I want to take a break from talking about the Montreal Canadiens' latest drama involving Therrien and the team’s overall mediocre play for the last few weeks. I want to talk about our friend George Parros. Has anyone seen him lately? You probably glanced at him in the dressing room or watched him giving an interview on RDS. We barely see Parros dressed in uniform for game nights… unless you consider his uniform to be a suit. The story of Parros and the Canadiens is definitely no Cinderella story. By all means, injury on the first game is getting off on the wrong foot. Despite being cleared for play earlier this month, the enforcer has not seen much action on the ice. In my opinion, it is for the best. After his fight with Eric Boulton, it became clear to me that Parros should stop fighting, completely. As an athlete in a high contact sport, you are more likely to face multiple blows to the head, whether you are an enforcer or not.
With BellLetsTalk hashtags floating around Twitter this week, I can’t help but think about the millions of people suffering from mental illness in silence, living under the perpetual shadow of darkness which reigns over their consciousness day in and day out. The scary part is that a person suffering from depression could be the happy-go-lucky fellow you see every day at work, the individual whose life seems so perfect, who you might even secretly envy. In hockey, the losses of Wade Belak, Rick Rypien, and Derek Boogaard, serve as constant reminders of how little we really know about people, beyond the surface of the skin. You look at a guy like Belak, for example, and his story doesn't sound as typical as those of Rypien’s and Boogaard’s. In fact, he openly talked about his battle with depressive symptoms to his close friends, which is something you don’t see very often with people suffering from depression. Despite his openness and overall cheery mood, something was churning deep inside him that led him to suicide. Something so horrible that overcame any desire to live took over these three men to death. Yes, Boogaards’ death was accidental; his addiction to painkillers was not. More and more research is showing the increased risk for developing clinical depression after suffering multiple concussions. But hey, why should the NHL care? They’re only dealing with people’s lives here…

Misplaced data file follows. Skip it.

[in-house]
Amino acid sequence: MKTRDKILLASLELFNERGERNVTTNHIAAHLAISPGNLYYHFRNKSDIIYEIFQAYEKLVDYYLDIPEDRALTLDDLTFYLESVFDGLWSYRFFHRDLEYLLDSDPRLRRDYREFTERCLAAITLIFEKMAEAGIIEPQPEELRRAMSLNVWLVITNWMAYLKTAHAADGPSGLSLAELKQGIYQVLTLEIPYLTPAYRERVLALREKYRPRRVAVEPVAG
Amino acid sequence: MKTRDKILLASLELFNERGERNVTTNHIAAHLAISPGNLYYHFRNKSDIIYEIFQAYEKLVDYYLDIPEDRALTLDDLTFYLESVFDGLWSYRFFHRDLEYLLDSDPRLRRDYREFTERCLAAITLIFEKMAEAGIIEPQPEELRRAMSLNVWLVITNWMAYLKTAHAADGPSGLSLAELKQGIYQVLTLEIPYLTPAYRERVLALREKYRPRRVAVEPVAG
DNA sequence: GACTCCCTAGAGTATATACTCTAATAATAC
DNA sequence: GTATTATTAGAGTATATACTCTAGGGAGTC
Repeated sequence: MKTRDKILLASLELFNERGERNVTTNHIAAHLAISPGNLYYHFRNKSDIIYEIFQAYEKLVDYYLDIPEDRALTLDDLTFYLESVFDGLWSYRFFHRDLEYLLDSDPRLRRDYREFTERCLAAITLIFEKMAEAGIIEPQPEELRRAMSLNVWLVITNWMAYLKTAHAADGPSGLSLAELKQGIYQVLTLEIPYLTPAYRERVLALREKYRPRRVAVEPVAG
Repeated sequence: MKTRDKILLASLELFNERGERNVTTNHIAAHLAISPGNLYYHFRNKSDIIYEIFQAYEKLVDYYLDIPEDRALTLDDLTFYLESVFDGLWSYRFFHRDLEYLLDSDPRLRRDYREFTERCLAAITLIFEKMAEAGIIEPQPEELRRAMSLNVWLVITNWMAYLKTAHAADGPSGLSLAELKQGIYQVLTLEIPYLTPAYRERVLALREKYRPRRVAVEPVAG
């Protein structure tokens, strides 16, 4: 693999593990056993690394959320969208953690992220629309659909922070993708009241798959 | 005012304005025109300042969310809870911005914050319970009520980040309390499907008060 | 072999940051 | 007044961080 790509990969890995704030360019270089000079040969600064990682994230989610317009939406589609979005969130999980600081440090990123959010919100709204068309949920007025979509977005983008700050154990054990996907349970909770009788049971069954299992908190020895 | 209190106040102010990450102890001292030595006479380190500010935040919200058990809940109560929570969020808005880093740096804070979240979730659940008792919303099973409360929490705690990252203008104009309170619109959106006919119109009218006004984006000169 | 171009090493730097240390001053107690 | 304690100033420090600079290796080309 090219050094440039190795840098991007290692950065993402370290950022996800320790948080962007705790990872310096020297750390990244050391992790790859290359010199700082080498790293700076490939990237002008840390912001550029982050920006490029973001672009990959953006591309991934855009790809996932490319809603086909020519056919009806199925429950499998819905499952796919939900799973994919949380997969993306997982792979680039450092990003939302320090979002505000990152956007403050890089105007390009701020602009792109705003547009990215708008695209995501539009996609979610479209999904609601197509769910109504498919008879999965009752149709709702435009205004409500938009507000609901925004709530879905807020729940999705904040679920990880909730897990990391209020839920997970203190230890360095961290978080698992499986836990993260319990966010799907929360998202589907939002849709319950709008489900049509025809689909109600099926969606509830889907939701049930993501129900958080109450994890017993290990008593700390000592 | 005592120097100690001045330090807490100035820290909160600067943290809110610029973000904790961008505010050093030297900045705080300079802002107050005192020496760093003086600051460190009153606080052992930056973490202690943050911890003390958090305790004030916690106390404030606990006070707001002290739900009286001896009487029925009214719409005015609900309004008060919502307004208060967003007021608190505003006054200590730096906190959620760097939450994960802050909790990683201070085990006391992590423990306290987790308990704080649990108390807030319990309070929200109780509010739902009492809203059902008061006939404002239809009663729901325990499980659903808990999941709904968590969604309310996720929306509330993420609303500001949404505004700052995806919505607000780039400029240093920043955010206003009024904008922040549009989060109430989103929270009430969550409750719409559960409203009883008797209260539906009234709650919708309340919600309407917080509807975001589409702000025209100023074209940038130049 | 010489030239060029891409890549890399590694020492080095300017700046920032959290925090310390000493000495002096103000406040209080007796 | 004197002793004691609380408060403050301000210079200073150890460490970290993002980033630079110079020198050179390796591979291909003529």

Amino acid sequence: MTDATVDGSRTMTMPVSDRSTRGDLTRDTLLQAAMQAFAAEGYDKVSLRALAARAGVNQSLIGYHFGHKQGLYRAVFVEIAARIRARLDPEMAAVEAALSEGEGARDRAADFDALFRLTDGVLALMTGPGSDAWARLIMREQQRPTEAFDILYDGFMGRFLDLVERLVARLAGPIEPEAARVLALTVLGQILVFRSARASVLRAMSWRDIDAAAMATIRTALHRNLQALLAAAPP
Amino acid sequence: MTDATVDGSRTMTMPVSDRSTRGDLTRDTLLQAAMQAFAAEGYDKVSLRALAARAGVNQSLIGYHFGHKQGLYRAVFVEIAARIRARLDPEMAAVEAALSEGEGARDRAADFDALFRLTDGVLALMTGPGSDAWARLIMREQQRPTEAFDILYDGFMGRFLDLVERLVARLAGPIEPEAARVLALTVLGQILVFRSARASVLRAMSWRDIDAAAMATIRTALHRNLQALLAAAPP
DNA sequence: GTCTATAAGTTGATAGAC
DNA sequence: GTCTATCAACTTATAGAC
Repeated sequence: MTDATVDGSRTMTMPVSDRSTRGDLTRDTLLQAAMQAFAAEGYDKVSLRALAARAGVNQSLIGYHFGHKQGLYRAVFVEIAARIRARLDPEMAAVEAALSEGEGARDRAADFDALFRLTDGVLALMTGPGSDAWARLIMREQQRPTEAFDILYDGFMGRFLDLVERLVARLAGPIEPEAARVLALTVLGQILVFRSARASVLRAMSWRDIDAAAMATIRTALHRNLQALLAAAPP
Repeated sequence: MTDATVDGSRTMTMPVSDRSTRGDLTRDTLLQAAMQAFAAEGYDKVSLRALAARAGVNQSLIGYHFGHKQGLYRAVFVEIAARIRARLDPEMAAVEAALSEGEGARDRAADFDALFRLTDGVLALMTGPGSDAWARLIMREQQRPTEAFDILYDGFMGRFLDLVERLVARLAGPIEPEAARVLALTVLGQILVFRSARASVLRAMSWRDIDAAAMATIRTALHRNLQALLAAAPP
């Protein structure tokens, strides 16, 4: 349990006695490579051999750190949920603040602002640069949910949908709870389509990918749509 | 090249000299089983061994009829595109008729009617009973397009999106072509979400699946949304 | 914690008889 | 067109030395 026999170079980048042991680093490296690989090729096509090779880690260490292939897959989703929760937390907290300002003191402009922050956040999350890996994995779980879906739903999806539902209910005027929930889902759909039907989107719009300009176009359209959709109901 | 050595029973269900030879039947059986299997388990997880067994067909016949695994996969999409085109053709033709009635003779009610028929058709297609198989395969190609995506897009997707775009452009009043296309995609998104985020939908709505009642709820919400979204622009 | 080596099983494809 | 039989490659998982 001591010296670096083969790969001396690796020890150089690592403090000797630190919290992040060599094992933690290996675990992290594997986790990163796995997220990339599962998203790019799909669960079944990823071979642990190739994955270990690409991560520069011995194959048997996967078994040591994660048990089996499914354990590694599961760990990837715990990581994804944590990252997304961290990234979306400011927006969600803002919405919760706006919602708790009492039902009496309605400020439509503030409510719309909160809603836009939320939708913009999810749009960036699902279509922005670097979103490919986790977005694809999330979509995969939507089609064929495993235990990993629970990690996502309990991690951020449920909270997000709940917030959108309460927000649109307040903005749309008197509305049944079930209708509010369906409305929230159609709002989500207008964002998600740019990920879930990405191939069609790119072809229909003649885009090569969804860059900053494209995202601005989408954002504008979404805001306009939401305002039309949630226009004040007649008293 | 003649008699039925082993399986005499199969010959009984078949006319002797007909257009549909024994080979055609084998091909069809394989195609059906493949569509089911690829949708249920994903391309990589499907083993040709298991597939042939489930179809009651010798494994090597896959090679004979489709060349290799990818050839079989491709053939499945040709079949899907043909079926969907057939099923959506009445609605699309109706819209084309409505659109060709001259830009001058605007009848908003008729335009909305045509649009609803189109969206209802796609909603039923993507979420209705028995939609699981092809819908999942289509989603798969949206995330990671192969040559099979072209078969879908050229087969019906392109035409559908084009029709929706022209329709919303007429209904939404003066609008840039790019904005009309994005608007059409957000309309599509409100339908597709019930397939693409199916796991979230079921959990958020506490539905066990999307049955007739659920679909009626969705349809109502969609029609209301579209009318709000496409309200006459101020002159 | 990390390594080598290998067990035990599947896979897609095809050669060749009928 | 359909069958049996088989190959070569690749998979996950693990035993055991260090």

All three men, like Parros, were enforcers. They have each suffered multiple concussions. Unfortunately, fighting in the NHL is welcome and used to promote a tough and exciting image for the league. You just need to go down to Boston or Philadelphia, where a large portion of their pre-game graphics involve their players beating the crap out of their opponents, rather than demonstrating the skill so many have cultivated and developed since they were children. The essence of hockey shouldn't be based on a culture dependent in violence; hockey, more than ever, needs to embed its identity in that of the talent, strategy, and dedication players express game in and game out.
I don’t want to undermine the role of enforcers in the National Hockey League. Clearly, it is the hardest, most physically and psychologically taxing role to willingly take on. The sacrifices that players, like Parros, make to stay in the league are a testament to their devotion to the game. Taking away this role can ruin the dreams of many players whose skill level is inadequate to get them very far in hockey. In the grand scheme of things, an enforcer is lucky to stay in the league for an extended period of time anyway. Statistics have shown that the average career span of a professional ice hockey player is 5.5 years. In the grand scheme of things, all players retire and move on with their lives, much more centred on family. Is it worth it then, even if it’s for a brief period of time, to fight and risk the state of your long-term and immediate health, for a taste or a few more bites at the dream of playing in the NHL? From a player’s perspective, probably. And you can’t blame them for wanting to chase a dream,.but at what cost?